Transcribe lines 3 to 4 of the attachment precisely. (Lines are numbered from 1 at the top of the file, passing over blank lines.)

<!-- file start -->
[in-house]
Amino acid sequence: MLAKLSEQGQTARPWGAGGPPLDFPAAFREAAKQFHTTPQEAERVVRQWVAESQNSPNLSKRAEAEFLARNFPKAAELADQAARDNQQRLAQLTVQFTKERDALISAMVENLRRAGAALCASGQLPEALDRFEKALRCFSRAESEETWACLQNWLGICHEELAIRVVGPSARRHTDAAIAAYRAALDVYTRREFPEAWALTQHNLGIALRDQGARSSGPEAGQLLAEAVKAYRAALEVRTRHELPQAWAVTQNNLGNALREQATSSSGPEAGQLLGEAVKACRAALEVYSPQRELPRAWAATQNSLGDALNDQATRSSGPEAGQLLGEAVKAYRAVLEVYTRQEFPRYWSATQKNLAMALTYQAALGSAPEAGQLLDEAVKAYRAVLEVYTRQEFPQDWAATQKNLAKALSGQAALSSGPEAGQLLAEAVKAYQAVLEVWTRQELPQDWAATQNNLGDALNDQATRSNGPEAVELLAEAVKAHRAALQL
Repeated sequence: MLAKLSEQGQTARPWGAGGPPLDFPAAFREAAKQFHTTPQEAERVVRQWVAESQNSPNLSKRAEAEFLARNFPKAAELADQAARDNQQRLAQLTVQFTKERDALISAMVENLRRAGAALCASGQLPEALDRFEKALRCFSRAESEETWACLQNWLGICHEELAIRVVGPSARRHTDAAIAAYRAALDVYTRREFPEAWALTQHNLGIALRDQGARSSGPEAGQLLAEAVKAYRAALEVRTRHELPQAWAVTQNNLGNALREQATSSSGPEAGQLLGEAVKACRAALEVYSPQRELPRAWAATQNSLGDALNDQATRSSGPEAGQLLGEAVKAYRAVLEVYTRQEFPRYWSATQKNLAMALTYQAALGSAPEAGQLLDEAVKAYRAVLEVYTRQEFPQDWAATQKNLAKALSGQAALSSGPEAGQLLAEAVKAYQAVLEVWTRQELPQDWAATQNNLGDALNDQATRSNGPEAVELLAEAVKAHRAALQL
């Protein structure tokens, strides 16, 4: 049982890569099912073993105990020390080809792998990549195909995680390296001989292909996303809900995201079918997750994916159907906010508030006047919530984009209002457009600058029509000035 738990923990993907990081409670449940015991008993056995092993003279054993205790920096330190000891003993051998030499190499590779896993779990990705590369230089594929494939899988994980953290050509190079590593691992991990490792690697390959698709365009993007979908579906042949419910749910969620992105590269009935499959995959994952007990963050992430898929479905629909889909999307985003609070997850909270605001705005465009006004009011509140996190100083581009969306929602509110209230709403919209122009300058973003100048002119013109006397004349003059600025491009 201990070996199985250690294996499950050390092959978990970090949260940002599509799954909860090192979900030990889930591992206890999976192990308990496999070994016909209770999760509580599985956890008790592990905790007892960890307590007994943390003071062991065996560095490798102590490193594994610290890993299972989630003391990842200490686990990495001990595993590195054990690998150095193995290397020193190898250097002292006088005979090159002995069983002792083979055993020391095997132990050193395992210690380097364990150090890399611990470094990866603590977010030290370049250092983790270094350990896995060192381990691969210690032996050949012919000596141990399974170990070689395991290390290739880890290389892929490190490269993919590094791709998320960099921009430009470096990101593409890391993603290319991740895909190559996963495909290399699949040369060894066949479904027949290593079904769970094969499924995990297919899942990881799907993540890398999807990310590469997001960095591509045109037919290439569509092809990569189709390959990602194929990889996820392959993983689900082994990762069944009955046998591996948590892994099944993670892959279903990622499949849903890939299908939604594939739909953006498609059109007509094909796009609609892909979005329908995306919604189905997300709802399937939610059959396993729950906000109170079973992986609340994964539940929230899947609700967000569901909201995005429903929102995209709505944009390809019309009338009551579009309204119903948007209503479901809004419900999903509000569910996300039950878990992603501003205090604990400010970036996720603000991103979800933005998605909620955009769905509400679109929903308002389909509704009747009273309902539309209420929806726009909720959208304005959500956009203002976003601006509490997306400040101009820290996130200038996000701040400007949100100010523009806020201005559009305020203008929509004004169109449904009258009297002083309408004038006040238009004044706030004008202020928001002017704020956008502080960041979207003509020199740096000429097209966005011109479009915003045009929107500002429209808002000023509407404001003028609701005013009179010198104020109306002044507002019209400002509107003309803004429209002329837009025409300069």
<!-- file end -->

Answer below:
Repeated sequence: MLAKLSEQGQTARPWGAGGPPLDFPAAFREAAKQFHTTPQEAERVVRQWVAESQNSPNLSKRAEAEFLARNFPKAAELADQAARDNQQRLAQLTVQFTKERDALISAMVENLRRAGAALCASGQLPEALDRFEKALRCFSRAESEETWACLQNWLGICHEELAIRVVGPSARRHTDAAIAAYRAALDVYTRREFPEAWALTQHNLGIALRDQGARSSGPEAGQLLAEAVKAYRAALEVRTRHELPQAWAVTQNNLGNALREQATSSSGPEAGQLLGEAVKACRAALEVYSPQRELPRAWAATQNSLGDALNDQATRSSGPEAGQLLGEAVKAYRAVLEVYTRQEFPRYWSATQKNLAMALTYQAALGSAPEAGQLLDEAVKAYRAVLEVYTRQEFPQDWAATQKNLAKALSGQAALSSGPEAGQLLAEAVKAYQAVLEVWTRQELPQDWAATQNNLGDALNDQATRSNGPEAVELLAEAVKAHRAALQL
């Protein structure tokens, strides 16, 4: 049982890569099912073993105990020390080809792998990549195909995680390296001989292909996303809900995201079918997750994916159907906010508030006047919530984009209002457009600058029509000035 738990923990993907990081409670449940015991008993056995092993003279054993205790920096330190000891003993051998030499190499590779896993779990990705590369230089594929494939899988994980953290050509190079590593691992991990490792690697390959698709365009993007979908579906042949419910749910969620992105590269009935499959995959994952007990963050992430898929479905629909889909999307985003609070997850909270605001705005465009006004009011509140996190100083581009969306929602509110209230709403919209122009300058973003100048002119013109006397004349003059600025491009 201990070996199985250690294996499950050390092959978990970090949260940002599509799954909860090192979900030990889930591992206890999976192990308990496999070994016909209770999760509580599985956890008790592990905790007892960890307590007994943390003071062991065996560095490798102590490193594994610290890993299972989630003391990842200490686990990495001990595993590195054990690998150095193995290397020193190898250097002292006088005979090159002995069983002792083979055993020391095997132990050193395992210690380097364990150090890399611990470094990866603590977010030290370049250092983790270094350990896995060192381990691969210690032996050949012919000596141990399974170990070689395991290390290739880890290389892929490190490269993919590094791709998320960099921009430009470096990101593409890391993603290319991740895909190559996963495909290399699949040369060894066949479904027949290593079904769970094969499924995990297919899942990881799907993540890398999807990310590469997001960095591509045109037919290439569509092809990569189709390959990602194929990889996820392959993983689900082994990762069944009955046998591996948590892994099944993670892959279903990622499949849903890939299908939604594939739909953006498609059109007509094909796009609609892909979005329908995306919604189905997300709802399937939610059959396993729950906000109170079973992986609340994964539940929230899947609700967000569901909201995005429903929102995209709505944009390809019309009338009551579009309204119903948007209503479901809004419900999903509000569910996300039950878990992603501003205090604990400010970036996720603000991103979800933005998605909620955009769905509400679109929903308002389909509704009747009273309902539309209420929806726009909720959208304005959500956009203002976003601006509490997306400040101009820290996130200038996000701040400007949100100010523009806020201005559009305020203008929509004004169109449904009258009297002083309408004038006040238009004044706030004008202020928001002017704020956008502080960041979207003509020199740096000429097209966005011109479009915003045009929107500002429209808002000023509407404001003028609701005013009179010198104020109306002044507002019209400002509107003309803004429209002329837009025409300069």